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Middlesex-London Health Unit

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Workplace Health – Sun and UV Safety

Skin cancer is the most common form of cancer in Canada with the incidence of new cases diagnosed continues to rise. Exposure to ultraviolet(UV)radiation from the sun has long been associated with premature skin aging, eye damage including cataracts and skin cancer (Ontario Ministry of Labour, 2009).


  • Construction workers, landscapers, lifeguards, summer camp workers and others who work outdoors and who are exposed to ultraviolet radiation from the sun are at an increased risk for skin cancer, sunburn and eye damage (Ontario Ministry of Labour, 2009).
  • Those who have had severe and/or frequent sunburns, and who have less tolerance for sun exposure (those who have fair or freckled skin, blue eyes, and light-colored or reddish hair) are at greater risk for developing skin cancer (Canadian Cancer Society, 2009).

Taking the step forward...

Avoiding unnecessary exposure or over-exposure to UV all year round is the best way to protect employees (Health Canada, 2010). All workplaces are legally required to provide a safe workplace for their employees; sun safety initiatives can help to fulfill that mandate.

Education and Skill-Building

  • Provide sun and UV safety information in a number of different ways such as payroll inserts, displays, or email messages. Consider organizing employee in-service sessions inviting local skin cancer prevention experts
  • Advise employees of the sun’s harmful effects, factors affecting levels of UV, methods for early detection of skin cancer, and protective strategies (i.e. correct use of protective clothing, sunscreen products, etc.)
  • Provide the opportunity for employees to complete a skin cancer risk self-assessment
  • Ensure staff are aware of sun protection measures that are in place in their workplace

Environment Canada's UV Index (Environment Canada, 2013)

UV Index


Sun Protection Actions

0 - 2


  • Minimal sun protection required for normal activity
  • Wear sunglasses on bright days.  If outside for more than one hour, cover up and use sunscreen
  • Reflections off snow can nearly double UV strength.  Wear sunglasses and apply sunscreen

3 - 5


  • Take precautions – cover up, wear a hat, sunglasses and sunscreen - especially if you will be outside for 30 minutes or more
  • Look for shade near midday when the sun is strongest

6 – 7


  • Protection required – UV damages the skin and can cause sunburn
  • Reduce time in the sun between 11a.m. and 4p.m. and take full precautions – seek shade, cover up, wear a hat, sunglasses and sunscreen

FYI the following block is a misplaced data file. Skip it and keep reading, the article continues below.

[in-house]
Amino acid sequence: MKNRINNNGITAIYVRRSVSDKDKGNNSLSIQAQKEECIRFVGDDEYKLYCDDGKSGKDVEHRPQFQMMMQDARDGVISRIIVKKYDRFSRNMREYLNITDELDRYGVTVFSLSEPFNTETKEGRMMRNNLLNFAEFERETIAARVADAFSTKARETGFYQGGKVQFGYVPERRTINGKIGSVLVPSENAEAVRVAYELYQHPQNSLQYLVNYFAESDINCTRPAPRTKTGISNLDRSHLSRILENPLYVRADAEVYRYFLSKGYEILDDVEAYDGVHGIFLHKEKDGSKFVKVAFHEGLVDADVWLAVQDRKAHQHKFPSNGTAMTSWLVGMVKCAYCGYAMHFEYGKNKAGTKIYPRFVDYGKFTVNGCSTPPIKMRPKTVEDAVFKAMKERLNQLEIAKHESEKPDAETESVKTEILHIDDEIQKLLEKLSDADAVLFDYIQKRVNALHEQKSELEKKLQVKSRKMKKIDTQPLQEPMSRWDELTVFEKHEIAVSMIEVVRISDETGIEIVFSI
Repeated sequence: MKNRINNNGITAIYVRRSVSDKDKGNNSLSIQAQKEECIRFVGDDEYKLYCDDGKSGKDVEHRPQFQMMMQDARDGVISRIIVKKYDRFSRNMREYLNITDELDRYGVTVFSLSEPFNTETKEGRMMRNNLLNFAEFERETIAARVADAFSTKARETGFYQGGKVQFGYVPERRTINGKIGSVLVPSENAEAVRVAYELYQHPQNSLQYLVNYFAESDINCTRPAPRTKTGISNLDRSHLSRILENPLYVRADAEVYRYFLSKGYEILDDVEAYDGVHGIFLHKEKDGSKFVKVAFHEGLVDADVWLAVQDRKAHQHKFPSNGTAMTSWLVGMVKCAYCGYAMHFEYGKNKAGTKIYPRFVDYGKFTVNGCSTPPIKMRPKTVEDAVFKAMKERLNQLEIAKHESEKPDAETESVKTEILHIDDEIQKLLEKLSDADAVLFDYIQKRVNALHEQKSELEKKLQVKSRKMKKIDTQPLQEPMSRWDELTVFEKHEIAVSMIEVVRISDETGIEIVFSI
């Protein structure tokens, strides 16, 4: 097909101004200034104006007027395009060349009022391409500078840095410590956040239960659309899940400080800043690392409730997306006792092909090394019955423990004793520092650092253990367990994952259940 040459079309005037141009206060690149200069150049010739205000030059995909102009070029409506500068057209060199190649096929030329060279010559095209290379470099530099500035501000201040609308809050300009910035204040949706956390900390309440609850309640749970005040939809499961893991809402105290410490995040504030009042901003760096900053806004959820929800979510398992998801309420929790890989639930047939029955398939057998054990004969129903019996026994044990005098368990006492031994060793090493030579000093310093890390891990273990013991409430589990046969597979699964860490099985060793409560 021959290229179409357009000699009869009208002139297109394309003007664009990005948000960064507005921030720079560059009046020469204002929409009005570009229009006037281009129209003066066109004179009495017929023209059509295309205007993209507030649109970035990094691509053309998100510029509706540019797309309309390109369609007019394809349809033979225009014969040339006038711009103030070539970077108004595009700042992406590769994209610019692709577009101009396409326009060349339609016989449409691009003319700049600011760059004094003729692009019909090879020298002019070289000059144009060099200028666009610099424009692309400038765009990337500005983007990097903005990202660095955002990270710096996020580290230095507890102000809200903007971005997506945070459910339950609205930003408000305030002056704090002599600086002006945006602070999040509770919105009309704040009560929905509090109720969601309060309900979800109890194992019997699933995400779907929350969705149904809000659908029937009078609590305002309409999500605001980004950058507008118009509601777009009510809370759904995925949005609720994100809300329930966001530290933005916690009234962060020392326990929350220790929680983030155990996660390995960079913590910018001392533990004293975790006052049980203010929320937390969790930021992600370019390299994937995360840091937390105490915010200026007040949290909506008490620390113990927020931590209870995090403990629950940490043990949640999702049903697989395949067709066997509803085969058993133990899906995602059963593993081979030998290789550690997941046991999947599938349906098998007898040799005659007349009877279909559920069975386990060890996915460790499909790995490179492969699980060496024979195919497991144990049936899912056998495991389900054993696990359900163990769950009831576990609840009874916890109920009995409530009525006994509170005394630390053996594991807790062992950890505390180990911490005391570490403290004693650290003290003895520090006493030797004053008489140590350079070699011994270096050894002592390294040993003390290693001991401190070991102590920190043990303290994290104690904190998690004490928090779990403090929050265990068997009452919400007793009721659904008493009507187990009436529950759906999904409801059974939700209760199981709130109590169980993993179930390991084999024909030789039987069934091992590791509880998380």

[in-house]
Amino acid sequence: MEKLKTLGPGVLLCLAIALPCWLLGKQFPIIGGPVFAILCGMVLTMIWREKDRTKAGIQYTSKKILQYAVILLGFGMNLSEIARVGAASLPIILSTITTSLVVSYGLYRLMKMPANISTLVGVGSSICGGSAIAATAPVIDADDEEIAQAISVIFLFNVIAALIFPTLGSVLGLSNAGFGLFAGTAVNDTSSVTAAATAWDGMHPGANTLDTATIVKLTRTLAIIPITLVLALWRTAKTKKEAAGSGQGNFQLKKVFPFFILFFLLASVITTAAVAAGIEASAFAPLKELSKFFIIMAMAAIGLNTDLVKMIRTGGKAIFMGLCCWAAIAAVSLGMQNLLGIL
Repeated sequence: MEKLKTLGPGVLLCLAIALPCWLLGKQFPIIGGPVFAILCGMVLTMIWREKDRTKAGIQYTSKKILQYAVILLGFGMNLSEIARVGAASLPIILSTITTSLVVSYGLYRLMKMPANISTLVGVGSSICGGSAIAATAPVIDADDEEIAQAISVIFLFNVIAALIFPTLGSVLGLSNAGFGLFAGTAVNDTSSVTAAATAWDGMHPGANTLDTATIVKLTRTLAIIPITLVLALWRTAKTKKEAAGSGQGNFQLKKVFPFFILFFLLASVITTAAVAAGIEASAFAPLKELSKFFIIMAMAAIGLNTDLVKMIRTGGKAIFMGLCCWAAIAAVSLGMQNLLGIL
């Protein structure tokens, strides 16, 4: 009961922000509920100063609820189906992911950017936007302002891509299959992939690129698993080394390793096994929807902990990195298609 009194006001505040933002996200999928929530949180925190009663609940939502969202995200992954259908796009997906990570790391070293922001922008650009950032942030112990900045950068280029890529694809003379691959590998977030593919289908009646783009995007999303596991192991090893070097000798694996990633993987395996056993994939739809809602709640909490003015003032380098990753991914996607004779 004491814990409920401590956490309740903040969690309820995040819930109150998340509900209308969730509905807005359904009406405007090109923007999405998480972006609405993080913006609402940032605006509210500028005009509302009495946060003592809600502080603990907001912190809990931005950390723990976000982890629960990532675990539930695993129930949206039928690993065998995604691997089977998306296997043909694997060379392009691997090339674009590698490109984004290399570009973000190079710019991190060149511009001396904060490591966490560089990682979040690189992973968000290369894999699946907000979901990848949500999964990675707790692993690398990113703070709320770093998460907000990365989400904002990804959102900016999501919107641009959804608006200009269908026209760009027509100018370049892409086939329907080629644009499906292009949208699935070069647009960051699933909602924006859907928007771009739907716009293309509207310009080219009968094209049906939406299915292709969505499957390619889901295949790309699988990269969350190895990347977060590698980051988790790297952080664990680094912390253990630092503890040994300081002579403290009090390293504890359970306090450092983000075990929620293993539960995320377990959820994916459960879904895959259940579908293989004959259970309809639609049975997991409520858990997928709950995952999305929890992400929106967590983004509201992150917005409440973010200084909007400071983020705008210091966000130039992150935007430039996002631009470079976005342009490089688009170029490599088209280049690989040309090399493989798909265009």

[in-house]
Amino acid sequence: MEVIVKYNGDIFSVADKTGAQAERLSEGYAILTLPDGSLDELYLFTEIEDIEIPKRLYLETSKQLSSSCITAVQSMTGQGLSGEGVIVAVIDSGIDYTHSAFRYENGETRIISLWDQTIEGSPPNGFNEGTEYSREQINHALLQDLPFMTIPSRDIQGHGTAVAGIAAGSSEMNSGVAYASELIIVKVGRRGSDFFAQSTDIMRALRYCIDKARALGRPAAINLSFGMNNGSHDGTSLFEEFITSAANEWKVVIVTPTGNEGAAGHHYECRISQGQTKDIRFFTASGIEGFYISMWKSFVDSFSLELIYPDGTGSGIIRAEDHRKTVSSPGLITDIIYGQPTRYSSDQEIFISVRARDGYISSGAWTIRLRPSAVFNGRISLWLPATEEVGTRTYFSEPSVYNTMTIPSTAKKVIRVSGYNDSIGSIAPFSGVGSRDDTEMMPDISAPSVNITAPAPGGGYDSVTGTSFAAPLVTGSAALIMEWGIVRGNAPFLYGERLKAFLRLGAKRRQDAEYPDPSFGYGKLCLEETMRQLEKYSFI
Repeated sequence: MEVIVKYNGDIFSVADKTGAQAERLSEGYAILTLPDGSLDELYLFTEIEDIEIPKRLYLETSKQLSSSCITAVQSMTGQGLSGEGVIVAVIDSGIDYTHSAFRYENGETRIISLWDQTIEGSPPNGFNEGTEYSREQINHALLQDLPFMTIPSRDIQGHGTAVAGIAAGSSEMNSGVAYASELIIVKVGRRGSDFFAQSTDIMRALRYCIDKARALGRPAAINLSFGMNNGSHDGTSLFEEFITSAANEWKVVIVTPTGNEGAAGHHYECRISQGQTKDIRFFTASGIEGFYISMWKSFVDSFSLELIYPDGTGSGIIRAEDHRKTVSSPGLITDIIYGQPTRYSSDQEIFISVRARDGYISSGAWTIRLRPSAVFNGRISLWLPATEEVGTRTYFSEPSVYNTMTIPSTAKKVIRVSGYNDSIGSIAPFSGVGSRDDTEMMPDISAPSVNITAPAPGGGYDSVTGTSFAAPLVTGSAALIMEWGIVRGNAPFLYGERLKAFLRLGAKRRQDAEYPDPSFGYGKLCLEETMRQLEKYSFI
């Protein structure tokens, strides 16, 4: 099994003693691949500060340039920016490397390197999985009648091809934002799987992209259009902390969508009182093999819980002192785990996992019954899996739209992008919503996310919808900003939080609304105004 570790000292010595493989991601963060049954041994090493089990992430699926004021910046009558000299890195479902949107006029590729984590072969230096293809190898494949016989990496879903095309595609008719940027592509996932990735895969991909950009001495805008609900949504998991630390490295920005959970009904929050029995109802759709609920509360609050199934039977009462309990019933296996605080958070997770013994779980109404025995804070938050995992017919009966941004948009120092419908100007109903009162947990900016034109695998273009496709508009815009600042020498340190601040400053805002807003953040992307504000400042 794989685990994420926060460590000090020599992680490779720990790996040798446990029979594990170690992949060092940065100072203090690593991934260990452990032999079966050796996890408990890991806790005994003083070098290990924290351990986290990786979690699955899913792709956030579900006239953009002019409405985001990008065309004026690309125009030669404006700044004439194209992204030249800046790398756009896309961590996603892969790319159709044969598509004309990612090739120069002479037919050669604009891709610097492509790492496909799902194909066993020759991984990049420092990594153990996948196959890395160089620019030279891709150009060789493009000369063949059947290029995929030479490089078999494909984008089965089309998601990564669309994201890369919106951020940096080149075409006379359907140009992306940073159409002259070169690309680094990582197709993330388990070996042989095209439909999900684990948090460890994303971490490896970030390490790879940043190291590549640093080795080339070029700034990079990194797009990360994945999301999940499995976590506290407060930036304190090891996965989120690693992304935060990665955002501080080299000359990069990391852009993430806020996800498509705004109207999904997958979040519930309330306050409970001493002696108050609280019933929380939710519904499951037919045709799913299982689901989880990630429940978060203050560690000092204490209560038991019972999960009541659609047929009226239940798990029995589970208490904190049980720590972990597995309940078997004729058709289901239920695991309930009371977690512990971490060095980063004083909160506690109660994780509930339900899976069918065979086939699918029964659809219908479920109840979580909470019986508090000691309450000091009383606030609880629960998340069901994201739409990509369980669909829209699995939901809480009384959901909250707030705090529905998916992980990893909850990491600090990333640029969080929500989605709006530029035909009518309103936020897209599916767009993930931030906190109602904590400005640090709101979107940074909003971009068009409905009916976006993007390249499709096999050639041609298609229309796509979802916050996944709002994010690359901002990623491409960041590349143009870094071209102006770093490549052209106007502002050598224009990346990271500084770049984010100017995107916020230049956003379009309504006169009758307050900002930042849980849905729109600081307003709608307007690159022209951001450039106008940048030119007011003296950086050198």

8 - 10

Very High

  • Extra precautions required – unprotected skin will be damaged and can burn quickly
  • Avoid the sun between 11a.m. and 4p.m. and take full precautions – seek shade, cover up, wear a hat, sunglasses and sunscreen

11 +


  • Values of 11 or more are very rare in Canada. However, the UV Index can reach 14 or more in the tropics and southern U.S.
  • Take full precautions.  Unprotected skin will be damaged and can burn in minutes. Avoid the sun between 11a.m. and 4p.m., cover up, wear a hat, sunglasses and sunscreen
  • White sand and other bright surfaces reflect UV and increase UV exposure

Environmental Support

  • Identify jobs within your workplace that expose employees to solar UV rays for prolonged periods
  • Post the daily UV index
  • Provide sunscreen products and/or sunglasses free of charge or at reduced cost

Consider conducting a shade audit to assess the working environment to identify where additional shade is needed

  • Provide constructed (canopies, umbrellas, gazebos, awnings) and natural shade (trees and bushes) structures to provide protection from the sun during work and/or during breaks
  • Request that outdoor workers apply a sunscreen product with a minimum SPF 30 to their exposed skin all year round

Policy Considerations

  • Consider developing an ‘Outdoor Event Policy’ as well as a ‘Policy for Outdoor Workers’
  • Develop policies to address expectations on high UV index days
  • Recommend and/or enforce use of wide brimmed hats, sunscreen products, and eye protection when working outdoors (provided either by the employee or the employer)
  • Adjust work schedules to limit UV exposure between 11:00a.m. and 4:00p.m. or any time the UV Index is 3 or more (Ontario Ministry of Labour, 2009)

Additional Resources

Date of creation: December 27, 2013
Last modified on: April 9, 2018


2Ontario Ministry of Labour. Ultraviolet Radiation in the Workplace. 2009. Retrieved from